Shopping for CBD oil?
You’d be forgiven for thinking the product you’re looking at is entirely derived from hemp, but that’s usually not true.
CBD is dissolved in so-called carrier oils, which help to deliver the cannabidiol to your body. Not all CBD consumers prioritise understanding the different carrier oils in CBD oil, but the differences become especially important if you suffer from food allergies or have specific dietary restrictions for medical reasons.
This guide explains what carrier oils are, and why they’re present in CBD oil. We’ll also look at the most common carrier oils in CBD products and arm you with shopping tips.
What Is CBD?
Cannabidiol (CBD) is one of over 120 different cannabinoids — extracts found in the Cannabis sativa plant. CBD is usually extracted from industrial hemp plants. These plants are naturally low in tetrahydrocannabinol (THC), the psychoactive component in marijuana responsible for creating a high.
Authorised CBD products with a THC content of 0.02 per cent or less are legally available over the counter in the UK, and they have been exploding in popularity in recent years.
Three distinct types of CBD exist:
- Full-spectrum CBD products include a wide range of cannabinoids, including flavonoids, essential oils, and terpenes. They have a maximum THC content of 0.02 per cent.
- Broad-spectrum CBD products are refined further. They only have trace amounts of THC but include terpenes and flavonoids.
- CBD isolate products contain no cannabinoids other than CBD and are the purest form of cannabidiol.
Each of these types of CBD can be incorporated into exciting products like CBD gummies, capsules, or vape liquids — which feature numerous other ingredients. However, even CBD oils (which remain a popular staple) necessarily include carrier oils.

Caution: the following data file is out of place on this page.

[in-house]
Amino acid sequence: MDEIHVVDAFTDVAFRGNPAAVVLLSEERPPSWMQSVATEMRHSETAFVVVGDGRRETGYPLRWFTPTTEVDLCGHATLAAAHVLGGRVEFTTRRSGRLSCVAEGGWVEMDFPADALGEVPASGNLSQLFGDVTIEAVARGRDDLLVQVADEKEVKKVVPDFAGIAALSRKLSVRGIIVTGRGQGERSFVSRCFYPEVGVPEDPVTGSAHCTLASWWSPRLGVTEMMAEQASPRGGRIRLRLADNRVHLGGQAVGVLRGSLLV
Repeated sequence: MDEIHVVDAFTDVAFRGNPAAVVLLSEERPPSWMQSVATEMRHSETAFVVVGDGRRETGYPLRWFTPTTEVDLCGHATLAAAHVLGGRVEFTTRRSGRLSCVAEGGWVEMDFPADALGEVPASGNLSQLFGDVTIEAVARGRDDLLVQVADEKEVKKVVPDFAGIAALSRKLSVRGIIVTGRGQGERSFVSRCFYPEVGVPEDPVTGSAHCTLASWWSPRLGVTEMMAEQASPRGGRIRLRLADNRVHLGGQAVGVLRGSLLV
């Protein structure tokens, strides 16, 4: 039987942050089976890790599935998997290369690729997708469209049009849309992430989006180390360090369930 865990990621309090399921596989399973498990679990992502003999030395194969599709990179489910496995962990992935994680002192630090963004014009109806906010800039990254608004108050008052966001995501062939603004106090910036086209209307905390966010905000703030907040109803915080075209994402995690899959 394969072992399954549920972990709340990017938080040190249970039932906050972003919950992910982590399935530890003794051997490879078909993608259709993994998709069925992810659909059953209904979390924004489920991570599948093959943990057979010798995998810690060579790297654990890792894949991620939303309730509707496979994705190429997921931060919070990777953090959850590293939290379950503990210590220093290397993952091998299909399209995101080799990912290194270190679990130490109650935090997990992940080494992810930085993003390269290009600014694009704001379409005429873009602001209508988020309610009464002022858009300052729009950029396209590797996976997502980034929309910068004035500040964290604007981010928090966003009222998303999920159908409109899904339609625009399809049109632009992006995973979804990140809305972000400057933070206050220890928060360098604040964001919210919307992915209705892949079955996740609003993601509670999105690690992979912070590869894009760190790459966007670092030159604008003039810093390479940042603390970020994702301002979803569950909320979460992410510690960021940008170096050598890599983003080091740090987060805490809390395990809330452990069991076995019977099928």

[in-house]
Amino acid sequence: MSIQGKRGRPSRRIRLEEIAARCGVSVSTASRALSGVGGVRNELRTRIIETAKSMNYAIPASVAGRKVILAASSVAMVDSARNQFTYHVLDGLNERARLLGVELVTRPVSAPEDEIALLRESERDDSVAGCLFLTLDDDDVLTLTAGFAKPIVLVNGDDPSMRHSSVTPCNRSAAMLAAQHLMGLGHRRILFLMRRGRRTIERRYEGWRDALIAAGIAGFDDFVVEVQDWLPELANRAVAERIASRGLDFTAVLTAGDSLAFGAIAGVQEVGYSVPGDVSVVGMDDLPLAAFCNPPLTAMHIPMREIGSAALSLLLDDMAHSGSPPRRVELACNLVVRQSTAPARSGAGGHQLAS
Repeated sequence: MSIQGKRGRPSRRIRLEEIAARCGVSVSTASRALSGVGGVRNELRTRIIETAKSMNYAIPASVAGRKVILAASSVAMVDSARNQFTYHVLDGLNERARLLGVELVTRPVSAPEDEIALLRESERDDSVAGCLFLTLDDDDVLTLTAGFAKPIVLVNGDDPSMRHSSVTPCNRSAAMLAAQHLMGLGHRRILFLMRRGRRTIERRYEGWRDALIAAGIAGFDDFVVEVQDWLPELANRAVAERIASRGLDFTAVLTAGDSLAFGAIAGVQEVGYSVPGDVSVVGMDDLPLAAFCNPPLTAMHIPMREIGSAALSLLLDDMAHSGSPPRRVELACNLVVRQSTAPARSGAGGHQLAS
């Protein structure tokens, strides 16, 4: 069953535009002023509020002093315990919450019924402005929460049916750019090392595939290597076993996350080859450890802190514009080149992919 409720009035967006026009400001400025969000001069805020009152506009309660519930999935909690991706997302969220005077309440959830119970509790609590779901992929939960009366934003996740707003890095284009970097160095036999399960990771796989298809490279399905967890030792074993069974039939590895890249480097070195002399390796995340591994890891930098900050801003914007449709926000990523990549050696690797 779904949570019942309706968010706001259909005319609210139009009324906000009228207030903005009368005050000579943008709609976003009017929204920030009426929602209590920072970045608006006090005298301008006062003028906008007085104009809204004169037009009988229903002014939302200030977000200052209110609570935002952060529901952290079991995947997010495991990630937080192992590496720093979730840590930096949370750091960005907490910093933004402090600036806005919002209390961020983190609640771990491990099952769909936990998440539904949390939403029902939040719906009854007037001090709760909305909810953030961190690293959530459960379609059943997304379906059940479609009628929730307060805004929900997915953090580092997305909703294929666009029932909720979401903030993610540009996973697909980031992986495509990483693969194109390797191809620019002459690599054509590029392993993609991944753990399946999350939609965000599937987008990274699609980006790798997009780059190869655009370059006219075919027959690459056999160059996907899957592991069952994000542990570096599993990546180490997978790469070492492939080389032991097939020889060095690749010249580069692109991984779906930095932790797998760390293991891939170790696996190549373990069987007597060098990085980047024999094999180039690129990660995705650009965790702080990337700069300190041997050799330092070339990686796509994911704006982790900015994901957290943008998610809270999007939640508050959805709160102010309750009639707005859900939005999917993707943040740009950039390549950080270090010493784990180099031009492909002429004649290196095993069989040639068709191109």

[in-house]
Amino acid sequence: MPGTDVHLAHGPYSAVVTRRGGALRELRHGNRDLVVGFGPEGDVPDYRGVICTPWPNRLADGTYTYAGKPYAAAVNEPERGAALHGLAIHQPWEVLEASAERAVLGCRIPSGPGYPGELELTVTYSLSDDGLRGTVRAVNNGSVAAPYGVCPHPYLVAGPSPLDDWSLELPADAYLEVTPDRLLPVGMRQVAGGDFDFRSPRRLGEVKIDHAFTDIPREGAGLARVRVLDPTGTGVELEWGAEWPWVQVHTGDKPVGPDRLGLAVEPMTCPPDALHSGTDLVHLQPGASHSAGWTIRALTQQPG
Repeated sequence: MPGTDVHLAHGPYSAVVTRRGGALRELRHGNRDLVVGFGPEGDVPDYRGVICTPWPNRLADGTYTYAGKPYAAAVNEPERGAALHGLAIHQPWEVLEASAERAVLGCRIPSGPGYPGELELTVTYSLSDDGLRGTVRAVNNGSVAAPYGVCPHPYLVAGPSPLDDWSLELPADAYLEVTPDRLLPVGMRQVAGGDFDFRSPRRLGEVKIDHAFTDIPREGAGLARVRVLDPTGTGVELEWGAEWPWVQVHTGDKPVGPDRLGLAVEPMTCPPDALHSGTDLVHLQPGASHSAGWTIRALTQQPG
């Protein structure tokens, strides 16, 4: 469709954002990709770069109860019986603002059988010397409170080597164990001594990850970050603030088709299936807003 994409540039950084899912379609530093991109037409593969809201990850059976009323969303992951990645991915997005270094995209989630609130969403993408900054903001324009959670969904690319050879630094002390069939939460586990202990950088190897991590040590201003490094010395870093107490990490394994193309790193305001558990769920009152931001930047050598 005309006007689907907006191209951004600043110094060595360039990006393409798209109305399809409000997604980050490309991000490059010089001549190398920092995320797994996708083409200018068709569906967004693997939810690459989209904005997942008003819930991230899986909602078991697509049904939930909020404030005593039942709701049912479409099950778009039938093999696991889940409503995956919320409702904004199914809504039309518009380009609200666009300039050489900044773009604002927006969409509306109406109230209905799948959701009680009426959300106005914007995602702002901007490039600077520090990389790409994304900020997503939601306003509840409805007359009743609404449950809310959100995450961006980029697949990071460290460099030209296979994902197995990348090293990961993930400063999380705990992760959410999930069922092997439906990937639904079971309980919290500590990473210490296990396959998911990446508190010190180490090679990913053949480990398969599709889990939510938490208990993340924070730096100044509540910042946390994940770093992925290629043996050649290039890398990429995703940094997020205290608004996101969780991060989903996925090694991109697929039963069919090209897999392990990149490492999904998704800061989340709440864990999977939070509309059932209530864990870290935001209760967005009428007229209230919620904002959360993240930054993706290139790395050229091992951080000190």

What Are Carrier Oils?
Holland & Barrett aptly describes carrier oils, which are also found in essential oils, as “the oil world’s delivery guy”. Active and potent components are dissolved in carrier oils for several reasons:
- Carrier oils can increase bioavailability — the speed at which a substance takes effect and the percentage of the original dose that makes it to the bloodstream.
- Carrier oils make easier dosing possible. CBD would be hard to handle in its pure form. Carrier oils allow for predictable dosing with a dropper.
- Carrier oils may have health benefits. Plant-based oils contain vitamins and other nutrients.
The carrier oils used in CBD oil are all widely-used oils known to be generally safe. People who are in good health and don’t have any food allergies or insensitivities are unlikely to have any problems with these carrier oils. However, CBD consumers who suffer from food allergies or have dietary restrictions should pay extra attention to the carrier oils used in CBD products.
A Look at the Most Common Carrier Oils in CBD Oil
Some CBD oil products contain just one carrier oil, while others include multiple different ones. Each CBD carrier oil has unique benefits and disadvantages.
1. MCT Oil